FIRST-PERSON (Craig Vincent Mitchell): God and global warming
FORT WORTH, Texas (BP)--I remember when I first heard about global warming. It was 1980 and I was in my senior year of college at Savannah State College (now Savannah State University). I was reading an article in Omni magazine about how human activity is causing an increase of greenhouse gases leading to global warming.
I remember thinking how strange that people would be concerned about global warming when, just a year or two before, climate scientists were warning us about global cooling and a new ice age. After I graduated from college and became an Air Force officer and engineer, I remember discussing it a time or two with others USAF officers/scientists. Nobody believed it. Even though we were not climatologists, we had educations in the hard sciences and knew enough to conclude that something smelled funny about this idea.
Over the last 30 years, I picked up a lot more education (including a Ph.D.) and have had a change of vocation. While some things have changed, others have not. Today, I am a seminary professor teaching Christian ethics to the next generation of pastors. But the science of global warming still smells funny.
No matter how often politicians are wrong, they are rarely in doubt. Some, including the president and leaders in Congress, have bought into climate change alarmism. They believe that something should be done as soon as possible. With a Democratic president and majorities in the House and Senate, it would seem likely that some action will be taken to reduce the supposed dangers of climate change. (The recent defeat of a bi-partisan effort to block the EPA from regulating carbon dioxide makes this seem even more plausible.)
It should be noted, however, that there are a few problems with restrictive energy policies. Many of the world's largest emitters of CO2 (China and India, for example) are reluctant to sign any sort of agreements about reducing the use of carbon based fuels. So even if the U.S. enacts "cap and trade" or some similar legislation, it will make no difference unless all of the other major economies participate. So far, none of the largest carbon emitters have shown any serious interest, and for good reason.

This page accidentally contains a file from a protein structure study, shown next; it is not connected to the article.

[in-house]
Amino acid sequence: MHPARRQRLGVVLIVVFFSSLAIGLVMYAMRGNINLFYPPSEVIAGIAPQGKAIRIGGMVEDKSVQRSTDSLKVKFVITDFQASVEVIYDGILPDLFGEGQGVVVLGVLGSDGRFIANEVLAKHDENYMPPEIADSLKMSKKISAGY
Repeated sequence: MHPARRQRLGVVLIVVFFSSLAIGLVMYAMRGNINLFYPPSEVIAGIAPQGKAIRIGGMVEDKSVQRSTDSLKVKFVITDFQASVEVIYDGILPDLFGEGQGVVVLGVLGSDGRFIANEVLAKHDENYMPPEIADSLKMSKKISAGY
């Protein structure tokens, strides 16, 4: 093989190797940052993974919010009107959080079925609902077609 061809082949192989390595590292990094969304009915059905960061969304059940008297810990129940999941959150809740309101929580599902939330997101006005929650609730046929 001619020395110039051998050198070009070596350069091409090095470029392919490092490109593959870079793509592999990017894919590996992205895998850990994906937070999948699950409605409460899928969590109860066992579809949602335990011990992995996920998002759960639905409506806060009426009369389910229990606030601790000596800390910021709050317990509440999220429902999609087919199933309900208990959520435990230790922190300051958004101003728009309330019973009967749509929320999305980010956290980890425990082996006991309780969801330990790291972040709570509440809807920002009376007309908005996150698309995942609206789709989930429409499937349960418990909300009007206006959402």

"Cap and trade" would have devastating effects on the economy. Businesses and employers would suffer as the cost of fuel and electricity increased. They would have to raise their prices, cut employment, or both, moves that would hurt everyone.
To make matters worse, even modest estimates suggest that some proposals in Washington would cost the average family $3,000 in taxes and lost income every year. If you are wealthy, this cost is negligible. If, on the other hand, you are a middle-class citizen with an average income, a $3,000 loss in income comes with considerable pain. If you are a college student or someone who is struggling financially, then this cost is a disaster. Because the poor will disproportionately bear the burden, restrictive energy policy proposals have a significant moral dimension.
As a seminary professor, I see two mistakes that we can make with regard to the environment. The first mistake that we can make is to ignore the environment. The second mistake is to worship the environment. Either one of these mistakes is sinful and harmful to us, our neighbors, and (ironically) to the environment. Both mistakes result from a distorted view of God, mankind and the rest of creation. And the consequences of both mistakes fall disproportionately on the poor.
If we are to see the earth as the Lord would have us see it, we should enhance, not degrade, the beauty of creation. Accepting our God-given responsibility entails improving our environment, to the glory of God and for the benefit of ourselves and others. In God's wise design, people and nature can thrive together. But despite the pressure for feel-good policies, we must be eager -- like the Apostle Paul -- to remember the poor. A biblical environmental ethic demands no less.
Craig Vincent Mitchell is a professor of Christian ethics at Southwestern Baptist Theological Seminary (Fort Worth, Texas), a fellow of the Southern Baptist Convention's Ethics and Religious Liberty Commission, and a research associate of the Cornwall Alliance for the Stewardship of Creation (http://www.CornwallAlliance.org). The Cornwall Alliance is a network of clergy, theologians, religious leaders, scientists, academics and policy experts committed to bringing a proper and balanced biblical view of stewardship to the critical issues of environment and development. Mitchell is a contributing author to the 76-page paper, "A Renewed Call to Truth, Prudence, and Protection of the Poor: An Evangelical Examination of the Theology, Science, and Economics of Global Warming." It is available online at http://www.CornwallAlliance.org.